Thimphu is alive with new construction, and buildings go up very fast. External scaffolds are tied together by Indian laborers using bamboo poles. Bamboo poles also support the weight of each floor while a building goes up one story at a time. The buildings are all constructed in traditional Bhutanese style. They all have internal plumbing, however there’s no central heat in the buildings.

No Chemtrails in Bhutan. 
Yep, the sky is always blue in Thimphu. This is the Memorial Chorten in the center of town, built according to Nyingma tradition of Tibetan Buddhism. It was erected in memory of the 3rd King, Jigme Dorji Wangchuck, after his death in 1972. The main patron was the Queen Mother, Phuntsho Choden. It is traditional to circumnavigate, or walk around it in a clockwise direction while chanting or in silent reverie. Prostration platforms are available on the right side for those who wish.

At the farmer’s market in central Thimphu, stall owners come 6 days a week, Thursday through Tuesday, taking Wednesdays off. Every grain and vegetable imaginable can be found here. There’s also a section for dairy, meat, chicken, and dried fish.

Bhutan has the freshest butter and cheese in the world, made from yak or cow’s milk. It seems I can’t tolerate dairy in the US, however I have no negative reaction whatsoever to this delicious stuff. The cheese is homemade, formed into flat balls, wrapped in plastic or traditional leaves.

Women in Bhutan wear a wrapped Kira skirt of rather heavy fabric, a silk Wonju underblouse with collar and cuffs that show, and a Tego jacket over it. The fabrics are colorful and wonderful quality. All professional jobs require workers to wear traditional clothes of a Kira for women and Gho for men.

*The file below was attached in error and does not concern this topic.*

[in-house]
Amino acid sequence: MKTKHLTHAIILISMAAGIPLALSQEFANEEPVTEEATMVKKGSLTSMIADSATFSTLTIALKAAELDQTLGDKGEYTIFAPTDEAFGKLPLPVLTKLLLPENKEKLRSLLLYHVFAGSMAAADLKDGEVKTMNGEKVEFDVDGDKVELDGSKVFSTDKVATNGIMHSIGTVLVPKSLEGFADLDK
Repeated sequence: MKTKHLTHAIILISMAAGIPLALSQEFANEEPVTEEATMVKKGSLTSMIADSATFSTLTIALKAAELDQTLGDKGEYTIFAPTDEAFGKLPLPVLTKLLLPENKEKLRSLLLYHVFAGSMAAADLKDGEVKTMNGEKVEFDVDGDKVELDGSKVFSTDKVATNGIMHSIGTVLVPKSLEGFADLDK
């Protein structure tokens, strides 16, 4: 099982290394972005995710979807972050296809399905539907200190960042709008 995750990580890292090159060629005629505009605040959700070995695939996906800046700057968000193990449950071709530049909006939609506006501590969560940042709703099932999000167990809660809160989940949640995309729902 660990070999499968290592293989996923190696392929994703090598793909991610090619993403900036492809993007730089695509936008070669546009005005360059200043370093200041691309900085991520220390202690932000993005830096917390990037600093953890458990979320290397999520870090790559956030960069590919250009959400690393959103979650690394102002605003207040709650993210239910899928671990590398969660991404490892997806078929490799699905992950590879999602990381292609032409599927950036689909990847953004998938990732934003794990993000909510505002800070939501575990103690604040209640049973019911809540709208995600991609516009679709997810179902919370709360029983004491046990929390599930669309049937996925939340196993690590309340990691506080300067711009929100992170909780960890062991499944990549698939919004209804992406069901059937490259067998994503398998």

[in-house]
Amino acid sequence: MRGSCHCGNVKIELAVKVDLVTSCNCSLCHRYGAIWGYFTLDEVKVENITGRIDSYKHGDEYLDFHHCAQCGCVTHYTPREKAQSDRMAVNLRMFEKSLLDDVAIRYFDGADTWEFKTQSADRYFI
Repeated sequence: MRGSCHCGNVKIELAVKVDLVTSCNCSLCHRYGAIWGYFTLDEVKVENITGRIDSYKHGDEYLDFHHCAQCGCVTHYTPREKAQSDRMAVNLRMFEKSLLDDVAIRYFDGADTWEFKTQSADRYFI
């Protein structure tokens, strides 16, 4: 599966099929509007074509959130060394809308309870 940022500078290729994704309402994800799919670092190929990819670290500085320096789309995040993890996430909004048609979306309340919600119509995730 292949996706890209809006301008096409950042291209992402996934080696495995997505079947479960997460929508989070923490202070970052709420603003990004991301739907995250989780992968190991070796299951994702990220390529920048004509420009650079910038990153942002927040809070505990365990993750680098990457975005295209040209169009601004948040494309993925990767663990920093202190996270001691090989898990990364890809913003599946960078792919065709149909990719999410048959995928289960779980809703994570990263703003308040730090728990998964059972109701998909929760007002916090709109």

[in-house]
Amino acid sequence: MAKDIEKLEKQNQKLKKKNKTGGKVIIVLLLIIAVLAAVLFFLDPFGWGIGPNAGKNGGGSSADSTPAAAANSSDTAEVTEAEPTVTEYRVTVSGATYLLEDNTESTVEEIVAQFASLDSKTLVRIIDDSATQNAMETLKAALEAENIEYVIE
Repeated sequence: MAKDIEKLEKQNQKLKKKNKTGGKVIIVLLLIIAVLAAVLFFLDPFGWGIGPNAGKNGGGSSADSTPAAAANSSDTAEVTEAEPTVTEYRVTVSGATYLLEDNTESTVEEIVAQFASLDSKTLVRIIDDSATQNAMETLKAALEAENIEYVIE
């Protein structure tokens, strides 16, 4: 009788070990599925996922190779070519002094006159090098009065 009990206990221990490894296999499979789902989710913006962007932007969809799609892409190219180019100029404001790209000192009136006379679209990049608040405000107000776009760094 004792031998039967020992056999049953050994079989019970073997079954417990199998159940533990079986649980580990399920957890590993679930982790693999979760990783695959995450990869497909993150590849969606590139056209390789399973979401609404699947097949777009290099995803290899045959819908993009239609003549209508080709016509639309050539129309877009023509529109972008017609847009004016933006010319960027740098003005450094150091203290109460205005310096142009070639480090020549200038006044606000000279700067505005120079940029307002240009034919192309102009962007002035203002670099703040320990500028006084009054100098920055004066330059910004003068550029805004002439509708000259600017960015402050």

I decided I need an everyday Kira, as I’m tired of jeans. My sister Ghalem took me to 3 fabric stores. I couldn’t believe the beautiful fabrics we saw. We chose 2 simple Kiras, a Wonju, and a Tego that I can wear with both.

Then we went to Ghalem’s seamstress, who has a tiny shop in central Thimphu. She was busy pumping an old-fashioned treadle sewing machine operated with the feet. Clearly she makes hundreds of Kiras, Wonjus, and Tegos. She measured me in minutes and said they’ll be ready soon. Yay!

My cousin Dorji Dema is a lawyer for the Bhutan Department of Education, who helped assemble paperwork for my visa and marriage certificate. She sent me this photo of her military training on WeChat, which is our favorite social network connecting everyone in the family.

The 5th King has requested that every civil employee take military training. Without Armed Forces, Bhutan has created a practical defense system for any emergency, using camps to train their most capable government workers. She says they wake up at 3 am, their camp training schedule is rigorous, and she gets very tired. She has very limited time to communicate with family and friends.

Now that winter is here, Lama and I moved to a hotel room in the center of Thimphu, leaving behind the cold isolated forest apartment. It’s still temporary quarters, however we’re warmer, more relaxed, and there’s Wifi so I can work on my writing and websites. He’s waving to you. What an amazingly cheerful guy!

Coming to Santa Fe!
I’m so happy my permanent residence is approved by the Immigration Department. However to get my official card I must leave Bhutan for 15 days from December 1 – 16. So I’m making the best of things by coming to Santa Fe to take care of business, check things in storage, and visit friends. I’m looking for a comfortable place to stay if you have any ideas.

I’ll return to Bhutan mid-December. After that Lama and I plan to settle in Paro, a beautiful, clean city surrounded by forest and mountains, near the main airport, one hour west of Thimphu. I’ll most likely be teaching English in a private high school while we apply for his US visa.

Thanks for checking in. Next week I’m in Thimphu packing my bags for Santa Fe. Maybe I’ll see you soon!